Have you ever heard about Prince Edward Island in Canada? If you have, I’m sure you also know that it was the birthplace and home of the writer Lucy Maud Montgomery. There is only one person from the island who is even more famous than her and that is Anne Shirley, the main character of Anne of Green Gables and seven sequels to the novel. The first book is the story of a young redhead orphan girl who is adopted by an elderly brother and sister, to their own surprise. So, what is so unique about the Anne-books?
Use your imagination
Anne Shirley’s life is all about daydreaming and imagination which causes some trouble during activities like cooking and patchworking where ’there is no scope for imagination’. Unfortunately, these are exactly the kinds of things that should fill the day of a well-raised Avonlea girl. Anne is also an aspiring writer and while in the books she eventually gives up writing, in certain film adaptations she becomes a successful author.
Always look at the bright side of life
To be perfectly honest, Anne looks at life with a slightly maddening optimism and naivety, including that she awaits each day with smiling expectation. As a counter effect, she always gets into some trouble which makes her considerably more likeable. Her character has been compared to Pollyanna by Eleanor H. Porter but, to my relief, Anne does not insist on seeing the bright side of everything.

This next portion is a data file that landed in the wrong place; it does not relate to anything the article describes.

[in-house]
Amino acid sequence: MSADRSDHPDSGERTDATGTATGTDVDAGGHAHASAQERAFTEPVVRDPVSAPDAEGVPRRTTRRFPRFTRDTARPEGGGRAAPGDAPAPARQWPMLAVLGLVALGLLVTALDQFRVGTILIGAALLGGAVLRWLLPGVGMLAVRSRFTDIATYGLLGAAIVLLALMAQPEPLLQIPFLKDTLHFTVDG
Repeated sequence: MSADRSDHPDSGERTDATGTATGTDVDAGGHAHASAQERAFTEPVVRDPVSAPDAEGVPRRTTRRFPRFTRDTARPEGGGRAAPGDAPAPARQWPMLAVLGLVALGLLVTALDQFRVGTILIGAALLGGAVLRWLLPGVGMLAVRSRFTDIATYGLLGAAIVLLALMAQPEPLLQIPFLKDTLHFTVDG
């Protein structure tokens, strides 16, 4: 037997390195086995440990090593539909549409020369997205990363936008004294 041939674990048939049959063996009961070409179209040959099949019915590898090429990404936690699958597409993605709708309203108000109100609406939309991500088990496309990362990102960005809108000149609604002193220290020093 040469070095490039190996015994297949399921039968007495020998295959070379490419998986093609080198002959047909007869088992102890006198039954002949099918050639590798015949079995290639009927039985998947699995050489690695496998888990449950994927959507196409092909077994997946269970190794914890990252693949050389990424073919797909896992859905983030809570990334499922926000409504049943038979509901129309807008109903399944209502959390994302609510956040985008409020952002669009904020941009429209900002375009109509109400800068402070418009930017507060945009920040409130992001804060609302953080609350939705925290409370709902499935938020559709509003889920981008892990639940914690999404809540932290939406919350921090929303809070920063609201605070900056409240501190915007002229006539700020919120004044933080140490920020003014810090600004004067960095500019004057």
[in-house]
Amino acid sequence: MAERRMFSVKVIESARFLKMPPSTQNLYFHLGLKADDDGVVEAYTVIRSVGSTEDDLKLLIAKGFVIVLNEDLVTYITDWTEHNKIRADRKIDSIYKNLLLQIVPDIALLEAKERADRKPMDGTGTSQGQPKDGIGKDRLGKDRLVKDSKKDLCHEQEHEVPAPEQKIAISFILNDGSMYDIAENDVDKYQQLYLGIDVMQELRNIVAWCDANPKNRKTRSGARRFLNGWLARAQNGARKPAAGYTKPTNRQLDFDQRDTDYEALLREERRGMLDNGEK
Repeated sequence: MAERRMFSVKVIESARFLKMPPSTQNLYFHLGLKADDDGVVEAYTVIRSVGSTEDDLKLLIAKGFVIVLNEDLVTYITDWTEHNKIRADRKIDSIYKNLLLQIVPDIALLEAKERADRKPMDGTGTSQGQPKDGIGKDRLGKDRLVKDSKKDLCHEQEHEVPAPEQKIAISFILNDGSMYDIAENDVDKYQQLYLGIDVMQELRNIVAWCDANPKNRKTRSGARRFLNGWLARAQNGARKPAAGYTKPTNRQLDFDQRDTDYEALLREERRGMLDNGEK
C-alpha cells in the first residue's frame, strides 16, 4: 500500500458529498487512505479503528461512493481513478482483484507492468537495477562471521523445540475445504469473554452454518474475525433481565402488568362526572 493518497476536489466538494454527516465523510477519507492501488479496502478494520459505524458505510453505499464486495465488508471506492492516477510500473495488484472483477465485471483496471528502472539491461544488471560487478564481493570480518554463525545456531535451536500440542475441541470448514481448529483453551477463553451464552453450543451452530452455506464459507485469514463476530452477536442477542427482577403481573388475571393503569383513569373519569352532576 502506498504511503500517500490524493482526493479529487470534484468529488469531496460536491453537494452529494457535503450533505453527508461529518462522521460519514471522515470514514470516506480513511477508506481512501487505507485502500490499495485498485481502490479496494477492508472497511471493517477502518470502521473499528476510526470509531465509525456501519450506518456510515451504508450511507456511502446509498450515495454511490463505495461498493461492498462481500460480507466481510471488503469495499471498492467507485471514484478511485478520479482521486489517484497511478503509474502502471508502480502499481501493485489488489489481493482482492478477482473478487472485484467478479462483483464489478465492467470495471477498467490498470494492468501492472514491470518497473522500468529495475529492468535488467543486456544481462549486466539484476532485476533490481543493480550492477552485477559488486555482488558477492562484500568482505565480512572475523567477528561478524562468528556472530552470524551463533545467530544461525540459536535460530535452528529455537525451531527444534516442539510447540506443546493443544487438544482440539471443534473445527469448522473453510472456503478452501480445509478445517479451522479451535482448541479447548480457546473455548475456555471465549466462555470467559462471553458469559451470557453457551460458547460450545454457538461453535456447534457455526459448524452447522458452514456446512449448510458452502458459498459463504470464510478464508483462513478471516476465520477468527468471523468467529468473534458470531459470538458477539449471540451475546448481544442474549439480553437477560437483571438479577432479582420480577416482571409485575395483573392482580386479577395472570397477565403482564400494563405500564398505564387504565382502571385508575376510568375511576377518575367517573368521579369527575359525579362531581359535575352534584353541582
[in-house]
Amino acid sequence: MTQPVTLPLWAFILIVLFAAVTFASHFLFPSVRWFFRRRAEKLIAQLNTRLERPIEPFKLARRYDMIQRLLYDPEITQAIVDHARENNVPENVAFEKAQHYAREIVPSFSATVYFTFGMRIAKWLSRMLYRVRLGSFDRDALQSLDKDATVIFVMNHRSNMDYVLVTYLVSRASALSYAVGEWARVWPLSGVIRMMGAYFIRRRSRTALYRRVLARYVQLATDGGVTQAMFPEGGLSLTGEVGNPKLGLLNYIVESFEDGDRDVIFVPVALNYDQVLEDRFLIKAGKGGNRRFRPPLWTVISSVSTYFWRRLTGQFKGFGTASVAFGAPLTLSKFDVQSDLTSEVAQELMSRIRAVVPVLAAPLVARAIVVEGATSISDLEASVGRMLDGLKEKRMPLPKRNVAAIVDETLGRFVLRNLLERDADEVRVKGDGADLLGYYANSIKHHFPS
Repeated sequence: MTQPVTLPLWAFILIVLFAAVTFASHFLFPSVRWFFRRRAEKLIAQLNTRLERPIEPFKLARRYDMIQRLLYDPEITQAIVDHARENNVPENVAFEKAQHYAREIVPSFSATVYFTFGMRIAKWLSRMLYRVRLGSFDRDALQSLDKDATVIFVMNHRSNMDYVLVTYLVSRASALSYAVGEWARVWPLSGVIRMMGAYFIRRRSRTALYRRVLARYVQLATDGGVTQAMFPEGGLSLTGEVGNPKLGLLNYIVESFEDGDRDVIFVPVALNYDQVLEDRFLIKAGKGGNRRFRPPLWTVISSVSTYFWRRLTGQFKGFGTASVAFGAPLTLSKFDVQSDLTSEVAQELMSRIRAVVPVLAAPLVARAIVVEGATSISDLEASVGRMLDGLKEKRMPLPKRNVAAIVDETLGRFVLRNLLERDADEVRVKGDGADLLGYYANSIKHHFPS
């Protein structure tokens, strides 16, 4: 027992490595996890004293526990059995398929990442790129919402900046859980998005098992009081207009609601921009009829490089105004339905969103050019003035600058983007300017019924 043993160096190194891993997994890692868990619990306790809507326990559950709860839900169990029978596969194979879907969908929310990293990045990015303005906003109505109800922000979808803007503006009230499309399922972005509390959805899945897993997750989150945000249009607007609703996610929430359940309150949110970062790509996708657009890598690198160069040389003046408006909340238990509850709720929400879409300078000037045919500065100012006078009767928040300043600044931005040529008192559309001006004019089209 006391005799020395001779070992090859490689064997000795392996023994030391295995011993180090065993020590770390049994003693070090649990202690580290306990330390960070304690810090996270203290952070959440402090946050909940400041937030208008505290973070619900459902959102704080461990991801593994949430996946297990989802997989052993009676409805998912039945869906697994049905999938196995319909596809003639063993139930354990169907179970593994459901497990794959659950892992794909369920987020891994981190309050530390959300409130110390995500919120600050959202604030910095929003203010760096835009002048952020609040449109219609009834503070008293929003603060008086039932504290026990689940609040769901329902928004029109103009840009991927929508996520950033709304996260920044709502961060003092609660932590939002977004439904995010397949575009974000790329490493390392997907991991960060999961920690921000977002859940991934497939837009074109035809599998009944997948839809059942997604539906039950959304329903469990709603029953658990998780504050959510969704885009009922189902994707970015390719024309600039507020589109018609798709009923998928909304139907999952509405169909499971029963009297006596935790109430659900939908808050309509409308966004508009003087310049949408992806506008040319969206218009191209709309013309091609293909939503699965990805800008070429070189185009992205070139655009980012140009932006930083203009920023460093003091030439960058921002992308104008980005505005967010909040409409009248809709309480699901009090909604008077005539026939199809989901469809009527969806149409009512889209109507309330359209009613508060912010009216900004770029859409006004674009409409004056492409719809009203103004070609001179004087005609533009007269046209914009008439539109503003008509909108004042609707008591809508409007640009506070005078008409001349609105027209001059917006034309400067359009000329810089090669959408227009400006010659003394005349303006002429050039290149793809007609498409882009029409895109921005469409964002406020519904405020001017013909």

Read about Anne growing up
Is there some character development in the books? Naturally, yes. Anne herself believes in her potential for improvement based on the reasoning that eventually she must get to the end of possible mistakes. Indeed, she does improve a lot with time but I cannot help feeling that the little redhead orphan was a more original character than the loving and tender mother of six – in some miraculous way, even her hair becomes darker to fit her new personality. With all that, you just have to love Anne.
Let’s move to Prince Edward Island
The novels make such a good publicity for Prince Edward Island that one wonders how could anyone live outside this wondrous place: There are red roads, flowers to pick in the Violet Vale and blossoming trees on Lovers’ Lane. Anyway, according to the old gossipy Mrs Rachel Lynde it is not natural for young girls to travel outside the island since it forcefully reminds her of Satan in the Book of Job, going to and fro.
If you decide to go to PEI, you can do anything, including the dubious pleasure of having an Anne impersonator sing to you. In case that does not appeal to you, you can always enjoy the beautiful landscape.